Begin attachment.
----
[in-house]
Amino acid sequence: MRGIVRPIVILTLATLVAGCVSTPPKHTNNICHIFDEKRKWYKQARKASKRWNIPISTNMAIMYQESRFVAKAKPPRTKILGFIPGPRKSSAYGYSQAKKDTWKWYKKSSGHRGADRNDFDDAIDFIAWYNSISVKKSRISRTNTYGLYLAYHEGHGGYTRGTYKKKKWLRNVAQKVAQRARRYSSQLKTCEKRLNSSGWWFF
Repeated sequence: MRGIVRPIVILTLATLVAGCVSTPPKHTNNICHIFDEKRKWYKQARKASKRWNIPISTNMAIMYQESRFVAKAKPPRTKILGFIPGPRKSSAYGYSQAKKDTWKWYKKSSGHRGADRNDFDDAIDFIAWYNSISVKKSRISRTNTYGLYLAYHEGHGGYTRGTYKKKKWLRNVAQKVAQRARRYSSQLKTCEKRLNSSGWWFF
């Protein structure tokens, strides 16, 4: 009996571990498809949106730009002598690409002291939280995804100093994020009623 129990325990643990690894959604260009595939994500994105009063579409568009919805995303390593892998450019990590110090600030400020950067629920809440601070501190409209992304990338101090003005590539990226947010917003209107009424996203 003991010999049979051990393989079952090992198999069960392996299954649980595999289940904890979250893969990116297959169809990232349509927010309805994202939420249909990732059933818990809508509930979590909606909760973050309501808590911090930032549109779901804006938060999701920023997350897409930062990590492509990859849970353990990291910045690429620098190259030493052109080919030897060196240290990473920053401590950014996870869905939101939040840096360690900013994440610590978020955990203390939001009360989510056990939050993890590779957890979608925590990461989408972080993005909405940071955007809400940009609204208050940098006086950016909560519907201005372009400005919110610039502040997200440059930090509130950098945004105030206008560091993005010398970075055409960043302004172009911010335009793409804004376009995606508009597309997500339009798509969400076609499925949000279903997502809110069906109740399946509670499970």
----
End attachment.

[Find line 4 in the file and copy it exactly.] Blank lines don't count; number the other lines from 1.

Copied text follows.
């Protein structure tokens, strides 16, 4: 009996571990498809949106730009002598690409002291939280995804100093994020009623 129990325990643990690894959604260009595939994500994105009063579409568009919805995303390593892998450019990590110090600030400020950067629920809440601070501190409209992304990338101090003005590539990226947010917003209107009424996203 003991010999049979051990393989079952090992198999069960392996299954649980595999289940904890979250893969990116297959169809990232349509927010309805994202939420249909990732059933818990809508509930979590909606909760973050309501808590911090930032549109779901804006938060999701920023997350897409930062990590492509990859849970353990990291910045690429620098190259030493052109080919030897060196240290990473920053401590950014996870869905939101939040840096360690900013994440610590978020955990203390939001009360989510056990939050993890590779957890979608925590990461989408972080993005909405940071955007809400940009609204208050940098006086950016909560519907201005372009400005919110610039502040997200440059930090509130950098945004105030206008560091993005010398970075055409960043302004172009911010335009793409804004376009995606508009597309997500339009798509969400076609499925949000279903997502809110069906109740399946509670499970």